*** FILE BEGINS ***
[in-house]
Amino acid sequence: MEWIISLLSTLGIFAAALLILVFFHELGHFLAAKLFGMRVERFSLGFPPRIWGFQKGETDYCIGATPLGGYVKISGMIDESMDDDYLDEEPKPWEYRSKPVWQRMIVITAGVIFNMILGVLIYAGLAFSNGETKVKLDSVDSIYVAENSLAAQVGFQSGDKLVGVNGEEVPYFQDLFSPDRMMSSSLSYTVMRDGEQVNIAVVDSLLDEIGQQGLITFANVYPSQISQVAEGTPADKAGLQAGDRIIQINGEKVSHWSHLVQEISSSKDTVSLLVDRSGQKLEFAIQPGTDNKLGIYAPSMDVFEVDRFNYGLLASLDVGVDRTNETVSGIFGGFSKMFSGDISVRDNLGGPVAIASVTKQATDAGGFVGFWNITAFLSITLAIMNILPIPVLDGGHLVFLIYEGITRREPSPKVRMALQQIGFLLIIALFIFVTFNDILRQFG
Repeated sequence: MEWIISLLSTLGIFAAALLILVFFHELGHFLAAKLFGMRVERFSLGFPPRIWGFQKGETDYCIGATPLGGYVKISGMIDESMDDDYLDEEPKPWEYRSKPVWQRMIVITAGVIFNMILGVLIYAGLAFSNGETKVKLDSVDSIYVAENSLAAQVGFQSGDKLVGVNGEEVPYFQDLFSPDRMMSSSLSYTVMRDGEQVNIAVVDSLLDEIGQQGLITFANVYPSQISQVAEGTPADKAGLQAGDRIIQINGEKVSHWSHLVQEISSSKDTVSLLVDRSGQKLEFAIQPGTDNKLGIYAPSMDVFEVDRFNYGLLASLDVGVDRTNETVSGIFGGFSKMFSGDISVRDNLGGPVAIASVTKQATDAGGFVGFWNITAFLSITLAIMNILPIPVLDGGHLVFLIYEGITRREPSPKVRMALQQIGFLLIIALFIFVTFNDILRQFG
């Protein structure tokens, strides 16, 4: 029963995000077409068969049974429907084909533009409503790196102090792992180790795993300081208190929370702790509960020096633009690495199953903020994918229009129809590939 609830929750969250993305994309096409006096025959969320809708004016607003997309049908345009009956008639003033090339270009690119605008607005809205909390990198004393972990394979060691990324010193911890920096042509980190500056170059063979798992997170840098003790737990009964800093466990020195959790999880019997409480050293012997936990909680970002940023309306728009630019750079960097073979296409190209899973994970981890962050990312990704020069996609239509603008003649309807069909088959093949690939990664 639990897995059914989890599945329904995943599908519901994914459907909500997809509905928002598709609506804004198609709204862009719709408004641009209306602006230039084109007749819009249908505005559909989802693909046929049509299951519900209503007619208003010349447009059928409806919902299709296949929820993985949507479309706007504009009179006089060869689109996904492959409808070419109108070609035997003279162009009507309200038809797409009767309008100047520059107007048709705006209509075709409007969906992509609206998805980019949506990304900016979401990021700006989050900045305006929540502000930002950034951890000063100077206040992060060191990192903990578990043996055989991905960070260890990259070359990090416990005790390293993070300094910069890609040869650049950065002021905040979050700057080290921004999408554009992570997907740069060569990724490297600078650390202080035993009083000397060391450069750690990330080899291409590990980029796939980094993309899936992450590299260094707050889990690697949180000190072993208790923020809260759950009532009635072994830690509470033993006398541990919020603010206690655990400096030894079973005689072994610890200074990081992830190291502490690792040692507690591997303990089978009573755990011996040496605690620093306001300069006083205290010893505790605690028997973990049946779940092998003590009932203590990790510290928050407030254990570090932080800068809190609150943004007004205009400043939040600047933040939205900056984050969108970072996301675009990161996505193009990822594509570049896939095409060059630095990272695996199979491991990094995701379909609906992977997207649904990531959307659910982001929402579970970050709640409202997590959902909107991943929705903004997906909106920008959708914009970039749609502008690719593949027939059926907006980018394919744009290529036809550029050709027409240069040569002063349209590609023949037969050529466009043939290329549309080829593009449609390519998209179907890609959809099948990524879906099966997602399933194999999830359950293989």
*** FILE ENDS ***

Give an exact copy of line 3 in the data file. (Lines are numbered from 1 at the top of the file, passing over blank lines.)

Repeated sequence: MEWIISLLSTLGIFAAALLILVFFHELGHFLAAKLFGMRVERFSLGFPPRIWGFQKGETDYCIGATPLGGYVKISGMIDESMDDDYLDEEPKPWEYRSKPVWQRMIVITAGVIFNMILGVLIYAGLAFSNGETKVKLDSVDSIYVAENSLAAQVGFQSGDKLVGVNGEEVPYFQDLFSPDRMMSSSLSYTVMRDGEQVNIAVVDSLLDEIGQQGLITFANVYPSQISQVAEGTPADKAGLQAGDRIIQINGEKVSHWSHLVQEISSSKDTVSLLVDRSGQKLEFAIQPGTDNKLGIYAPSMDVFEVDRFNYGLLASLDVGVDRTNETVSGIFGGFSKMFSGDISVRDNLGGPVAIASVTKQATDAGGFVGFWNITAFLSITLAIMNILPIPVLDGGHLVFLIYEGITRREPSPKVRMALQQIGFLLIIALFIFVTFNDILRQFG